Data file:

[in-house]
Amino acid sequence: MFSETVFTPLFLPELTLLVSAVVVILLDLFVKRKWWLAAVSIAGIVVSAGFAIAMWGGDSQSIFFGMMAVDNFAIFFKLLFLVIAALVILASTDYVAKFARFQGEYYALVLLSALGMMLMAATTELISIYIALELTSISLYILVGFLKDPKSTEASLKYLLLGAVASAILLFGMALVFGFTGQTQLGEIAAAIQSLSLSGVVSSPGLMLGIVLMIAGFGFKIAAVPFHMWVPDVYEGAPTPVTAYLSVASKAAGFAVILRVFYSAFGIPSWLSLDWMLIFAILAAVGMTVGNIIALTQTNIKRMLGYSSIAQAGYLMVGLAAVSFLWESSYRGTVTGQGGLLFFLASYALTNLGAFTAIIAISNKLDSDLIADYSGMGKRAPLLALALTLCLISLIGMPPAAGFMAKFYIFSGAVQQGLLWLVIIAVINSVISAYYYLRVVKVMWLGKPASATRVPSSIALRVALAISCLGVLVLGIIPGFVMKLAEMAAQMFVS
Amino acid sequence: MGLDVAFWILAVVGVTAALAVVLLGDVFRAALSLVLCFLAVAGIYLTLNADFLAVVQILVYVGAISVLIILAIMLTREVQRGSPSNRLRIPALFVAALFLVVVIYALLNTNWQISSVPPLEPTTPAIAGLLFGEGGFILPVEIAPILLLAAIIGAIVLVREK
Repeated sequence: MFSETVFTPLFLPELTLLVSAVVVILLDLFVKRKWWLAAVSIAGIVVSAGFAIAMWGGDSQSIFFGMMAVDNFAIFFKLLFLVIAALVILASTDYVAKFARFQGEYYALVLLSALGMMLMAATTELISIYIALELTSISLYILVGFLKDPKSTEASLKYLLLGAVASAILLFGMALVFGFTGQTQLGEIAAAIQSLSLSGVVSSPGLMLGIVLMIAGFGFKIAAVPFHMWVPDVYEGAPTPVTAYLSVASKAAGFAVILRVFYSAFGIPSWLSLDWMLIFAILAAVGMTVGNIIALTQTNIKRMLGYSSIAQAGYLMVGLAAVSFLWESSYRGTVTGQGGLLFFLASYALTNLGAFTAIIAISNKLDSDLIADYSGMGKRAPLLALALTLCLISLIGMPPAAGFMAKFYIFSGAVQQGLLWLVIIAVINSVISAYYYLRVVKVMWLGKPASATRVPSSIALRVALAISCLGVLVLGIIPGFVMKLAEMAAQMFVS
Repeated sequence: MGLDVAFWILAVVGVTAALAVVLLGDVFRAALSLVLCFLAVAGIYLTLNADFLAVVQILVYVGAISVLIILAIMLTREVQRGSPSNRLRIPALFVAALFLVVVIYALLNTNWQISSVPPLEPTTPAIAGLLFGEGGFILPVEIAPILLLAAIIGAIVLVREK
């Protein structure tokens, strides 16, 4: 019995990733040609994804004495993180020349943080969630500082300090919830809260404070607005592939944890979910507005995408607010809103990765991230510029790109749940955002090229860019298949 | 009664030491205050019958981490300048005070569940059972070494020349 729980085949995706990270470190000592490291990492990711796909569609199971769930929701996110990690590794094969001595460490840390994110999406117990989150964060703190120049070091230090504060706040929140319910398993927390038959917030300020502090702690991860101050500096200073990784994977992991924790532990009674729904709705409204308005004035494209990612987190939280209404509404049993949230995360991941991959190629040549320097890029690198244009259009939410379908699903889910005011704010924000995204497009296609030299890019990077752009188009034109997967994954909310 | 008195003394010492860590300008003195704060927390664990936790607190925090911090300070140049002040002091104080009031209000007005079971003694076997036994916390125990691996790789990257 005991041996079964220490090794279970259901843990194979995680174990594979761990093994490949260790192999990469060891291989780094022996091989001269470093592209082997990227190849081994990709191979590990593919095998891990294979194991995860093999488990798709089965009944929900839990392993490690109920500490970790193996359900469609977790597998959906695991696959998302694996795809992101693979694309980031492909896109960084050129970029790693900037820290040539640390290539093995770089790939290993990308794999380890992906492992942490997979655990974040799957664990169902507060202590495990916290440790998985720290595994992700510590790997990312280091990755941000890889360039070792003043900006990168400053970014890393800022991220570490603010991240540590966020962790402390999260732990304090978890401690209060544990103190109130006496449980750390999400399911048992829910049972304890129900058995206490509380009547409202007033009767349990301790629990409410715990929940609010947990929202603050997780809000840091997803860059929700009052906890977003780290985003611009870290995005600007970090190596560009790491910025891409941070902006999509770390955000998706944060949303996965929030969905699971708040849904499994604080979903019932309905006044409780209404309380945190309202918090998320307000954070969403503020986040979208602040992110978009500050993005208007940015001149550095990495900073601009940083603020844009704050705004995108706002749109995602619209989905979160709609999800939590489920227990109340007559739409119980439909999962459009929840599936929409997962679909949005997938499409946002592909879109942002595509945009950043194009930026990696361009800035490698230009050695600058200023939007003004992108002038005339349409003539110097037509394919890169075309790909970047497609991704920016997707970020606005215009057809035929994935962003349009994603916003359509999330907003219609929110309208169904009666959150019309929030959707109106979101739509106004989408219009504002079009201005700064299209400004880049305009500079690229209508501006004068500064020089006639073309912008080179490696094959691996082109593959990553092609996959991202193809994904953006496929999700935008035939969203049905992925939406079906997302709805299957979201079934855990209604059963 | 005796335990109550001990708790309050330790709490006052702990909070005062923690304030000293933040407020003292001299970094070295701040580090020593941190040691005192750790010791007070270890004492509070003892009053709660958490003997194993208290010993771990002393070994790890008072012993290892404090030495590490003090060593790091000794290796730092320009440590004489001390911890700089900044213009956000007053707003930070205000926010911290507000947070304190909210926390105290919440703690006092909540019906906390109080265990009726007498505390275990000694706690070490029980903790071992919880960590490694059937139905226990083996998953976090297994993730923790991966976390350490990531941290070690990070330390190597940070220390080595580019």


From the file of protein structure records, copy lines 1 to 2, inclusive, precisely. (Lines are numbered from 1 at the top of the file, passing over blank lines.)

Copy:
[in-house]
Amino acid sequence: MFSETVFTPLFLPELTLLVSAVVVILLDLFVKRKWWLAAVSIAGIVVSAGFAIAMWGGDSQSIFFGMMAVDNFAIFFKLLFLVIAALVILASTDYVAKFARFQGEYYALVLLSALGMMLMAATTELISIYIALELTSISLYILVGFLKDPKSTEASLKYLLLGAVASAILLFGMALVFGFTGQTQLGEIAAAIQSLSLSGVVSSPGLMLGIVLMIAGFGFKIAAVPFHMWVPDVYEGAPTPVTAYLSVASKAAGFAVILRVFYSAFGIPSWLSLDWMLIFAILAAVGMTVGNIIALTQTNIKRMLGYSSIAQAGYLMVGLAAVSFLWESSYRGTVTGQGGLLFFLASYALTNLGAFTAIIAISNKLDSDLIADYSGMGKRAPLLALALTLCLISLIGMPPAAGFMAKFYIFSGAVQQGLLWLVIIAVINSVISAYYYLRVVKVMWLGKPASATRVPSSIALRVALAISCLGVLVLGIIPGFVMKLAEMAAQMFVS